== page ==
Pray with Israel/Palestine Sunday, November 29, 2020

Lectionary Selection:  Psalm 80:1-7, 17-19

Prayers for Israel/Palestine:  
(reiterated from the refrain of Psalm 80, verses 3, 7 and 19):

Restore us, O God;
   Let your face shine, that we may be saved.

Restore us, O God of hosts;
  Let your face shine, that we may be saved.  

Restore us, O Lord God of hosts;
  Let your face shine, that we may be saved.

Mission Stewardship Moment from Israel/Palestine:

Living in Bethlehem, thoughts of Advent and Christmas are never far from our consciousness. Some of the street decorations remain hung all year round. Names of streets, hotels, schools, shops, and other business establishments call to mind the Christmas event: Star Street, Manger Road, Angel Hotel, St. Joseph School, Nativity Rent-a-Car, etc. Our apartment building is in a neighborhood where a number of carpenters’ workshops are located. Some of these make exquisite olive wood souvenirs. One of our neighbors invited us to his closed-door shop to see a piece he has been working on for nearly two years which is now almost finished. It is a meticulously detailed woodcarving depicting life in Bethlehem around the time of Jesus’ birth – all from a single, ancient olive tree trunk. Our thoughts mused on the boy Jesus growing up around his adoptive father’s carpenter shop at his adoptive hometown, Nazareth of Galilee. In Jesus’ time, Nazareth – as part of Historic Palestine – was under Roman occupation.

From time to time, we are able to drive to Jerusalem, only some kilometers away. Passing through the checkpoint, we witness long lines of Palestinian day-laborers who have been granted permits by the Israeli authorities to enter Jerusalem and parts of Israel, to be hired largely by Israeli contractors in the building industry. There are some 30,000 such laborers who are “cleared for security” and allowed to earn a daily wage in Israel. Ironically, the majority of those – out of dire economic necessity – are forced to accept jobs offered in building or expanding settlements erected on confiscated and annexed Palestinian lands.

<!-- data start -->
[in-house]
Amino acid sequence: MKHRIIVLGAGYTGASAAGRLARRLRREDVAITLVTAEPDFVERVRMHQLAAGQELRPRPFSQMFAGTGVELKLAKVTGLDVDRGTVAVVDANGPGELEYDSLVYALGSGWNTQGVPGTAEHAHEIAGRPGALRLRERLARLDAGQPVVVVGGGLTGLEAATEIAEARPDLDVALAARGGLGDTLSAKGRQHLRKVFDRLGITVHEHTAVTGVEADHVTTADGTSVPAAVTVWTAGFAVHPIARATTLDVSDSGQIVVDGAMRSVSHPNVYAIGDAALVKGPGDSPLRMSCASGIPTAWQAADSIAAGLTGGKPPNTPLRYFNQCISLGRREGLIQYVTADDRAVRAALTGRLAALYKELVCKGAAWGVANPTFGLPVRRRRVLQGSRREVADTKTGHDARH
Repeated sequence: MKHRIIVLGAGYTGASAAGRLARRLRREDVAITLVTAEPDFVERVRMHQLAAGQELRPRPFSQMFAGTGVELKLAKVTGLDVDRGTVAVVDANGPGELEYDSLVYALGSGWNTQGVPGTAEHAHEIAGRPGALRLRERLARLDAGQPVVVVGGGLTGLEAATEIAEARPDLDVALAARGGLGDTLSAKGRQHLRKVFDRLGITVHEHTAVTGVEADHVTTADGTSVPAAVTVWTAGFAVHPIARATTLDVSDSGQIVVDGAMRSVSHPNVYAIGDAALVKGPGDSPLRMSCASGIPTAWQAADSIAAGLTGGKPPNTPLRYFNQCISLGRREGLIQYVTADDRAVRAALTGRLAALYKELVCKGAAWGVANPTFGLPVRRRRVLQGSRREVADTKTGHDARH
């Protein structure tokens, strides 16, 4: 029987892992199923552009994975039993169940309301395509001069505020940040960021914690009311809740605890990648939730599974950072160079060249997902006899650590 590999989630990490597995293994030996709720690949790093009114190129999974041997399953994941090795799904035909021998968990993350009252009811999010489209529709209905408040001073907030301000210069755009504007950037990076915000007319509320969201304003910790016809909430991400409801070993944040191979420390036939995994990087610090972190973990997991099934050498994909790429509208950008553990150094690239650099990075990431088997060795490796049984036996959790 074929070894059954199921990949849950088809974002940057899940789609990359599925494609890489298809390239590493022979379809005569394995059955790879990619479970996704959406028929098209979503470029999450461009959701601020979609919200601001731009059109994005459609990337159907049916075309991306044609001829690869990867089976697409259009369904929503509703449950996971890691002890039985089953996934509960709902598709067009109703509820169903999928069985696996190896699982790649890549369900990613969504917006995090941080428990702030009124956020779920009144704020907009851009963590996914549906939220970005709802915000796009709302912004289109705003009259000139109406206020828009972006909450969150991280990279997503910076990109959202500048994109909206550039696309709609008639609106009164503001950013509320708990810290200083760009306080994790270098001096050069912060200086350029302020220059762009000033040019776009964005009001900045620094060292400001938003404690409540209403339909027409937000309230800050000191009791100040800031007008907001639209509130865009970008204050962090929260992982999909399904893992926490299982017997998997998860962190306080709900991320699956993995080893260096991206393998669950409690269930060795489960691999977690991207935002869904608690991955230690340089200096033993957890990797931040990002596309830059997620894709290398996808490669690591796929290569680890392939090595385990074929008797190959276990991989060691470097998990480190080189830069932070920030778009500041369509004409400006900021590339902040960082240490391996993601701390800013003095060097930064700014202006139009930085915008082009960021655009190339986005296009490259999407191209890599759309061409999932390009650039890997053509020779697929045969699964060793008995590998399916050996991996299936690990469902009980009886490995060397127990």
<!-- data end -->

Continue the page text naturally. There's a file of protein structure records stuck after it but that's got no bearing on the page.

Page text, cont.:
Back to Joseph’s carpenter shop in Nazareth. Was Joseph, out of economic necessity, forced to take orders from the Roman authorities to make crosses on which criminals, and presumed criminals, would be hanged? How did he resolve the dilemma between his economic need, the orders of the occupier, and his conscience? How might he have explained his quandary to Jesus? Was he a conscientious objector? What price did he pay to refuse to deliver? Nothing in the nativity story answers such questions and challenges. But it did reveal something about Joseph’s character: that he was a man of integrity who feared God, listened to and trusted God’s word to “not be afraid,” and acted on God’s unfailing promise.

Many of our Palestinian neighbors are people of integrity who, in the face of incredible oppression, dire economic necessity severely exacerbated by an unrelenting global pandemic, and seemingly utter hopelessness, fear God, trust in God’s justice and mercy, and live their days looking for the deliverance of God’s unfailing promises.

Joseph’s and Mary’s faithfulness and obedience, buttressed by the companionship, fellowship, solidarity, and support of their kinfolk, became an ingredient in the divine plan of salvation and an instrument of the unveiling of the glory of God.

Prayer and Mission Moment by Victor and Sara Makari

Mission Partners in Israel/Palestine:

More information on Israel/Palestinehttps://www.globalministries.org/israel_palestine

Global Ministries Mission Co-worker in Israel/Palestine:
Victor and Sara Makari serve the Diyar Consortium in Israel/Palestine. Her appointment is made possible by your gifts to Disciples Mission Fund, Our Church’s Wider Mission, and your special gifts.

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